2017 March 24
Jeremy Tatum writes: We are struggling with some identification problems at the moment. The moth below was photographed by Bryan Gates at Saratoga Beach on March 20. It is either the American Tissue Moth Triphosa haesitata or the Barberry Geometer Coryphista meadii – a notoriously difficult pair. Libby Avis, Jeremy Gatten and I (Jeremy Tatum) are all leaning towards Triphosa haesitata, so that’s how I’ll label it.
Probably Triphosa haesitata (Lep.: Geometridae) Bryan Gates
. The second one is a micro moth photographed by Bill Katz at Goldstream Park on March 19. Not sure of the Family yet! Shall post the identification if we make any progress.
micro moth Bill Katz
Jeremy Tatum continues: On the other hand, we have made some progress with Nathan’s moth on the March 19 posting. Originally I had labelled it “Possibly Hydriomena sp.” After closely examining some photographs sent to me by Libby Avis as well as a few other photographs on previous Invertebrate Alert postings, I have decided to label Nathan’s moth Hydriomena nubilofasciata – with no ifs, ans or buts!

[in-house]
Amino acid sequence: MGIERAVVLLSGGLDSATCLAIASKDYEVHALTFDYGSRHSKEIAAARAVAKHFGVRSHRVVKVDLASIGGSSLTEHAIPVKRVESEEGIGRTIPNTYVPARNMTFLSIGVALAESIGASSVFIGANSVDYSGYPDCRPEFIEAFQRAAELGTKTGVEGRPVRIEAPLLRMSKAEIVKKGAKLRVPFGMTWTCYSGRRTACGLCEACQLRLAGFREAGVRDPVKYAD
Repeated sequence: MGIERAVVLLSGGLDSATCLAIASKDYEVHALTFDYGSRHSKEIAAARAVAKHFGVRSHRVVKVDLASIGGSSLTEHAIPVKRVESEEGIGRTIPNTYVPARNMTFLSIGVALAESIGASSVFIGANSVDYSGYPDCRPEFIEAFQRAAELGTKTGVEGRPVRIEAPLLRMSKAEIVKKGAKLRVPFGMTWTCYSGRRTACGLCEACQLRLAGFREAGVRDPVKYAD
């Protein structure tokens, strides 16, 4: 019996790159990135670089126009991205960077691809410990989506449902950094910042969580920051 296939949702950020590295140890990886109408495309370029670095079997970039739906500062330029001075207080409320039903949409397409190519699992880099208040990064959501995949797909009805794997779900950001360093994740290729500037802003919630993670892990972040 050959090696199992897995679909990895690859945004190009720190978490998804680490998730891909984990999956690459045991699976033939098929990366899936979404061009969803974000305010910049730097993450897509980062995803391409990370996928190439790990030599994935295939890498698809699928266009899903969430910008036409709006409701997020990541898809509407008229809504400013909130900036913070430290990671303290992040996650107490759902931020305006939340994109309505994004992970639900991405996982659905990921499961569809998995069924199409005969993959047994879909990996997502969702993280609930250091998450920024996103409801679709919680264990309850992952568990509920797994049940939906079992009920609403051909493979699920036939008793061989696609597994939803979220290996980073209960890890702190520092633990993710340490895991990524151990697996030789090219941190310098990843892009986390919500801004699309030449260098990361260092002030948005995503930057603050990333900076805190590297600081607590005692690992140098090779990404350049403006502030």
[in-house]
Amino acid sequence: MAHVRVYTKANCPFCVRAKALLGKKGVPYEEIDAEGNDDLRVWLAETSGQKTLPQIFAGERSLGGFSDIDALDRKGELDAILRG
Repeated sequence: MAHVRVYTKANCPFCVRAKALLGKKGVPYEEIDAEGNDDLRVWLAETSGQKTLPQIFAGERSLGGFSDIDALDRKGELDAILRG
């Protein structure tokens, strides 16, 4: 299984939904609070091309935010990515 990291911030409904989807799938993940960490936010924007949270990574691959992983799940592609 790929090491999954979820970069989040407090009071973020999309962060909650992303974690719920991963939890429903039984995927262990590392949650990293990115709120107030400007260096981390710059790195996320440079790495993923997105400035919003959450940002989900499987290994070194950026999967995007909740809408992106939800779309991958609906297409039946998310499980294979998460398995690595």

I came across another beautiful caterpillar of a Large Yellow Underwing moth, Noctua pronuba, at UVic yesterday. I believe this caterpillar can be found in almost any month of the year.
Large Yellow Underwing Noctua pronuba (Lep.: Noctuidae) Jeremy Tatum
Nathan Fisk photographed the spider below at Fort Rodd Hill on March 22. No difficulty in identifying this one – all one has to do is to ask Robb Bennett, who tells us that it is a female of our local burrowing Antrodiaetus pacificus. Thank you, Robb.
Antrodiaetus pacificus (Ara.: Antrodiaetidae) Nathan Fisk
Rosemary Jorna writes: Juan de Fuca Community Trails Society was clearing broom from Whiffin Spit today when I came across these caterpillars getting an early start on the season. Jeremy Tatum responds: This is the Silver-spotted Tiger Moth. They have spent the winter as young caterpillars. The foodplant looks like Douglas Fir, which is usual.
Silver-spotted Tiger Moth Lophocampa argentata (Erebidae – Arctiinae)
Silver-spotted Tiger Moth Lophocampa argentata (Erebidae – Arctiinae) Rosemary Jorna
Rosemary continues: And when we got home this little moth was resting on the window screen. Jeremy responds: Another identification problem for us! It is a pug (Eupithecia sp.) These pugs are difficult, and there are lots of them! My best guess is that this one might be Eupithecia annulata – but I can’t be certain.
Pug Eupithecia sp. (possibly annulata) (Lep.: Geometridae) Rosemary Jorna